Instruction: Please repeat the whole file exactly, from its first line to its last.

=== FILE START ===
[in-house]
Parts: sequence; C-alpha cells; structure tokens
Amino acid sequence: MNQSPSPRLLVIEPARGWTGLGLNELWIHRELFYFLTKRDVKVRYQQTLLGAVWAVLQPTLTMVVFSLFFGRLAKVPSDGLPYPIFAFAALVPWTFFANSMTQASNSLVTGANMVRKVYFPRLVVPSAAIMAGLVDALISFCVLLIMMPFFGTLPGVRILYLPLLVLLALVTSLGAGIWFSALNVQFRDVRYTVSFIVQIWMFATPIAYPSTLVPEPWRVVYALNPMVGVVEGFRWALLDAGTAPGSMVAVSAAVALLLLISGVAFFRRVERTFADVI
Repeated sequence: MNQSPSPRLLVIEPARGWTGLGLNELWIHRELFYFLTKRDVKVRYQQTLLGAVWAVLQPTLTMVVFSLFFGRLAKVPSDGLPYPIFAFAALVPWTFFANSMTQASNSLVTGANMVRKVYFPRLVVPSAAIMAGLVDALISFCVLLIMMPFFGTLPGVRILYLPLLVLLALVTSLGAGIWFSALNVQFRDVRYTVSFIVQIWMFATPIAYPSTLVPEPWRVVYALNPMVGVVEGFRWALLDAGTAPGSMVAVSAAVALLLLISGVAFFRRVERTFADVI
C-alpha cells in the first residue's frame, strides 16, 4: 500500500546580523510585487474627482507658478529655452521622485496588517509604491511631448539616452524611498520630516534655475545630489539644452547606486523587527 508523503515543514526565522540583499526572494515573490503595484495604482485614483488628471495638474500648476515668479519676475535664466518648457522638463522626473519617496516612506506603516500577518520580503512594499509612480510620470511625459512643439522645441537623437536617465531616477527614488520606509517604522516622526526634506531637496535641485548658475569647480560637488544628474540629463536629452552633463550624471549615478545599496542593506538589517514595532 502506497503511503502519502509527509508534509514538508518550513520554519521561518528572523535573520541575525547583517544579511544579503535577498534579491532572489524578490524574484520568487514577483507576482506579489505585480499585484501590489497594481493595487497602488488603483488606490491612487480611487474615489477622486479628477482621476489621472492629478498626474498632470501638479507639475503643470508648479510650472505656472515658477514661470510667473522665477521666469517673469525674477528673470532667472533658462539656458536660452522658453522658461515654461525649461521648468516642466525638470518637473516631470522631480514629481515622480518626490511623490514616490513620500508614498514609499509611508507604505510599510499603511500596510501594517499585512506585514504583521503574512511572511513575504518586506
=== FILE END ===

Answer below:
[in-house]
Parts: sequence; C-alpha cells; structure tokens
Amino acid sequence: MNQSPSPRLLVIEPARGWTGLGLNELWIHRELFYFLTKRDVKVRYQQTLLGAVWAVLQPTLTMVVFSLFFGRLAKVPSDGLPYPIFAFAALVPWTFFANSMTQASNSLVTGANMVRKVYFPRLVVPSAAIMAGLVDALISFCVLLIMMPFFGTLPGVRILYLPLLVLLALVTSLGAGIWFSALNVQFRDVRYTVSFIVQIWMFATPIAYPSTLVPEPWRVVYALNPMVGVVEGFRWALLDAGTAPGSMVAVSAAVALLLLISGVAFFRRVERTFADVI
Repeated sequence: MNQSPSPRLLVIEPARGWTGLGLNELWIHRELFYFLTKRDVKVRYQQTLLGAVWAVLQPTLTMVVFSLFFGRLAKVPSDGLPYPIFAFAALVPWTFFANSMTQASNSLVTGANMVRKVYFPRLVVPSAAIMAGLVDALISFCVLLIMMPFFGTLPGVRILYLPLLVLLALVTSLGAGIWFSALNVQFRDVRYTVSFIVQIWMFATPIAYPSTLVPEPWRVVYALNPMVGVVEGFRWALLDAGTAPGSMVAVSAAVALLLLISGVAFFRRVERTFADVI
C-alpha cells in the first residue's frame, strides 16, 4: 500500500546580523510585487474627482507658478529655452521622485496588517509604491511631448539616452524611498520630516534655475545630489539644452547606486523587527 508523503515543514526565522540583499526572494515573490503595484495604482485614483488628471495638474500648476515668479519676475535664466518648457522638463522626473519617496516612506506603516500577518520580503512594499509612480510620470511625459512643439522645441537623437536617465531616477527614488520606509517604522516622526526634506531637496535641485548658475569647480560637488544628474540629463536629452552633463550624471549615478545599496542593506538589517514595532 502506497503511503502519502509527509508534509514538508518550513520554519521561518528572523535573520541575525547583517544579511544579503535577498534579491532572489524578490524574484520568487514577483507576482506579489505585480499585484501590489497594481493595487497602488488603483488606490491612487480611487474615489477622486479628477482621476489621472492629478498626474498632470501638479507639475503643470508648479510650472505656472515658477514661470510667473522665477521666469517673469525674477528673470532667472533658462539656458536660452522658453522658461515654461525649461521648468516642466525638470518637473516631470522631480514629481515622480518626490511623490514616490513620500508614498514609499509611508507604505510599510499603511500596510501594517499585512506585514504583521503574512511572511513575504518586506